Why are Dogs Afraid of Slippery Floors?
Because they feel the ground is moving.
In animal consciousness, just as in Einstein’s theory of relativity, there is no such thing as an absolute frame of reference; in other words, something is absolutely at rest while something else is in absolute motion. We now know thanks to Einstein that there is no ether permeating all of space as an immovable backstop against which motion takes place. Everything is in motion and so saying what-is-moving-relative-to-what, is a judgment call. The classic example of this being two ships slipping their anchor in the harbor and then currents cause them to collide. Which ship ran into the other would depend on which vessel one is on. So while we may consider time, space and mass to be fixed values in our experience of reality, these are actually relative to one’s frame of reference and are in fact malleable according to deeper influences. Time and space is dynamic, not static, and while this defies and confounds our human reason, the animal mind is not organized in such a way where it must contemplate such paradoxes.
Since animal consciousness and emotion is predicated on the laws of physics rather than a human, mental construct of reality, this means that when a dog is attracted to something and that object of attraction moves, it feels to the dog just as if its physical center-of-gravity is moving within its own body, - just as if it is moving itself, even though it may be standing perfectly still. It’s exactly like a process of magnetic induction wherein it doesn’t matter whether one moves a magnet toward and around a coil of wire, or whether a coil of wire is moved toward and around a magnet; either way an electrical current is induced in the wire. As far as the wire is concerned, the energizing effects are identical.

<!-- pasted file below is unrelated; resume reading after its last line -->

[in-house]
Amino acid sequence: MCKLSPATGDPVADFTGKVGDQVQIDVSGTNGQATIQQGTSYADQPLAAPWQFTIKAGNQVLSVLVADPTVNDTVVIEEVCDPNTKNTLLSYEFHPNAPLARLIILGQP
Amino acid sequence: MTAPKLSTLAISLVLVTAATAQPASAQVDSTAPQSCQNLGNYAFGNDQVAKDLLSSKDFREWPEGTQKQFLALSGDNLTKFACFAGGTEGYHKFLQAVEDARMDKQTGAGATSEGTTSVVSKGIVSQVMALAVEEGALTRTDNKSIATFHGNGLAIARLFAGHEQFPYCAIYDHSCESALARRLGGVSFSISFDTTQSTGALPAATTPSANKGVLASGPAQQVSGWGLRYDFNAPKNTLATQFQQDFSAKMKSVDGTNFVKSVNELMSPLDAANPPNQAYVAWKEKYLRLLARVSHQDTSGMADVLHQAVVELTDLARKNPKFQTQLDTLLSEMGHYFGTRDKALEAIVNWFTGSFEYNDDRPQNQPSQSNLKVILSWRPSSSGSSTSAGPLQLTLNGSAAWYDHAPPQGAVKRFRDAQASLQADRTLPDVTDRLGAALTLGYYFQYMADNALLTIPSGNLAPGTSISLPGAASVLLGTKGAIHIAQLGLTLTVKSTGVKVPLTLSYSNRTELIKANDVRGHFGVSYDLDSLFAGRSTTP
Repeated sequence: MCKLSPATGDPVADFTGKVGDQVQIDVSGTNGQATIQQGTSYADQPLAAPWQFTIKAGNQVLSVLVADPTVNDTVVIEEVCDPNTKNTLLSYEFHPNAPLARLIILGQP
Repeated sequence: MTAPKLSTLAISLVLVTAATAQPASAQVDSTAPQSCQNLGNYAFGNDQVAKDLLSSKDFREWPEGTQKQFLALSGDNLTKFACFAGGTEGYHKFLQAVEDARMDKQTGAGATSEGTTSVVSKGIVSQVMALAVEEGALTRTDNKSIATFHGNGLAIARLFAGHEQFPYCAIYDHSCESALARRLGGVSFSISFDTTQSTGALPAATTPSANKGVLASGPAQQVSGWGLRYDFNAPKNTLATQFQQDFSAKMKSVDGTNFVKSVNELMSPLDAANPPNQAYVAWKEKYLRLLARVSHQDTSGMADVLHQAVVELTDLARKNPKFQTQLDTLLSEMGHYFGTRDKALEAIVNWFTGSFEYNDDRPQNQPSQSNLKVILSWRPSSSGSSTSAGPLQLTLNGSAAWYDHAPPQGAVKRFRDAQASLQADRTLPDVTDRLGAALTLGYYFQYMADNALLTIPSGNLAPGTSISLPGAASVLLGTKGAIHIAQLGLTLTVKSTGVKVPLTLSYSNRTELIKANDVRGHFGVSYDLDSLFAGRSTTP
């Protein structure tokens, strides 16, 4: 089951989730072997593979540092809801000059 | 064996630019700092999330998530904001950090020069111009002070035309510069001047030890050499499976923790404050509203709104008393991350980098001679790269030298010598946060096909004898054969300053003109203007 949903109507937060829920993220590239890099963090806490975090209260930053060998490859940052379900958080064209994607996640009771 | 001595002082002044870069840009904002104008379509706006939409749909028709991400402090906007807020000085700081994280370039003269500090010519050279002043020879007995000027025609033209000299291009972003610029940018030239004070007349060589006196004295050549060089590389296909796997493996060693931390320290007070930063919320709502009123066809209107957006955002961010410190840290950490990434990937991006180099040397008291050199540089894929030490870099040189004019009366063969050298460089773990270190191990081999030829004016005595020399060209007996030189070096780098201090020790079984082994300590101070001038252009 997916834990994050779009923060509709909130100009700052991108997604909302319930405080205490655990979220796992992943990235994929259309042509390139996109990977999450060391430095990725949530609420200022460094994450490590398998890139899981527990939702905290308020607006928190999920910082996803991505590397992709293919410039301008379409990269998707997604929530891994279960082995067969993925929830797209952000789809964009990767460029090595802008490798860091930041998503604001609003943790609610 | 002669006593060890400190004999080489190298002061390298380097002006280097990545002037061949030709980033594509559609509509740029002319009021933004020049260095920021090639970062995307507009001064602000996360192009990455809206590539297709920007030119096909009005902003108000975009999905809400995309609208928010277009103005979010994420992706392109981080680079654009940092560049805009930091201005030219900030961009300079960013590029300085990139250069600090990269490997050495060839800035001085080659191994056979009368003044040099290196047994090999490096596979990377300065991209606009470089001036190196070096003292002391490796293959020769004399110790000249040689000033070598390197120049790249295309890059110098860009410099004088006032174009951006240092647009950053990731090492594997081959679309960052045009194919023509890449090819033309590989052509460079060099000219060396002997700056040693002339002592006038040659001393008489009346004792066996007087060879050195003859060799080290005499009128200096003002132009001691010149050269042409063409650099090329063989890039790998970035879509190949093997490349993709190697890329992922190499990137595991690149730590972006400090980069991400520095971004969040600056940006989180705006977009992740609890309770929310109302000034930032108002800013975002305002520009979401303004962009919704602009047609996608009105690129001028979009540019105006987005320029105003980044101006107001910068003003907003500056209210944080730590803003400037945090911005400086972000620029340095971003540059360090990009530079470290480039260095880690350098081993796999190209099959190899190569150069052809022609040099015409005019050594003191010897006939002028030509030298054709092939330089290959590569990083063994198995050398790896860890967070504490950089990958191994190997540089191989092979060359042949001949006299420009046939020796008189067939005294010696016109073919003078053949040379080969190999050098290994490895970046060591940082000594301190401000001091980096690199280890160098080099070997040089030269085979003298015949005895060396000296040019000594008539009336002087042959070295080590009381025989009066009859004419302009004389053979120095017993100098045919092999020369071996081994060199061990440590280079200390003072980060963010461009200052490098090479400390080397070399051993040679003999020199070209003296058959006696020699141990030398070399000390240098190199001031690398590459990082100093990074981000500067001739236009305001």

Therefore, a dog has no idea that it is moving relative to something motionless, or that something is moving relative to it. It feels the exact same internal movement within its body either way. This is why a dog in a moving car might strike out at something going past. The dog has no idea that it is moving relative to something that might be standing perfectly still, rather, the dog perceives that something flashing past at 30, 40, 50 mph etc. is indeed running like prey. So when a dog encounters a slippery floor for the first time, it has no idea that it is moving relative to a stationary floor. The dog doesn’t understand that because its claws are tightly clenched, it is failing to secure a purchase and so is in effect running in place. Instead it perceives the situation as if the floor itself is moving. And the faster the dog tries to run to stable ground, the faster the ground seems to move, which can be as frightening to a dog as it would be for us to be standing on ground that’s heaving and shaking due to an earthquake.
Eventually of course, most dogs get over the problem, but not because they understand there was an error in their perception, as for example a young child might do after their first experience on an escalator, or Einstein did when he contemplated the nature of light, mass and time. Rather, the physical memory of “flow” eventually will paper over this “gap” of slippery-floor-as disconnect-in-consciousness, so that the dog is able to connect the feeling of terra firma from both sides of the slippery floor. Revealingly, there is a transitional phase of acclimation, rather than an all of a sudden "AHA" moment of realization. This is because the dog’s emotional battery and its physical memory of flow as synonymous with firm footing, is gradually filling the gap in consciousness that a slippery floor causes in the sense of being grounded. This kind of learning is exactly analogous to how we ourselves learn to walk across a patch of ice. We know that if we can just maintain a constant rate of movement without any displacement from a center line, this steady pace will smooth out the temporary glitch in footing. In fact, we quickly learn in a counter-intuitive manner, that if we gradually and constantly accelerate our motion in crossing over the patch, most of our energy will be directed forward and hence the side-to-side swing of our hips will be neutralized, making us less likely to slip. This is an emotional calculus predicated on physics and the laws of motion, and this awareness arises from our animal mind and is exactly how dogs learn to negotiate the floor. They steadily accelerate as they learn to focus on the feeling of flow from their physical memory bank, and this they come to feel is what prevents the rug from being pulled out from under their paws.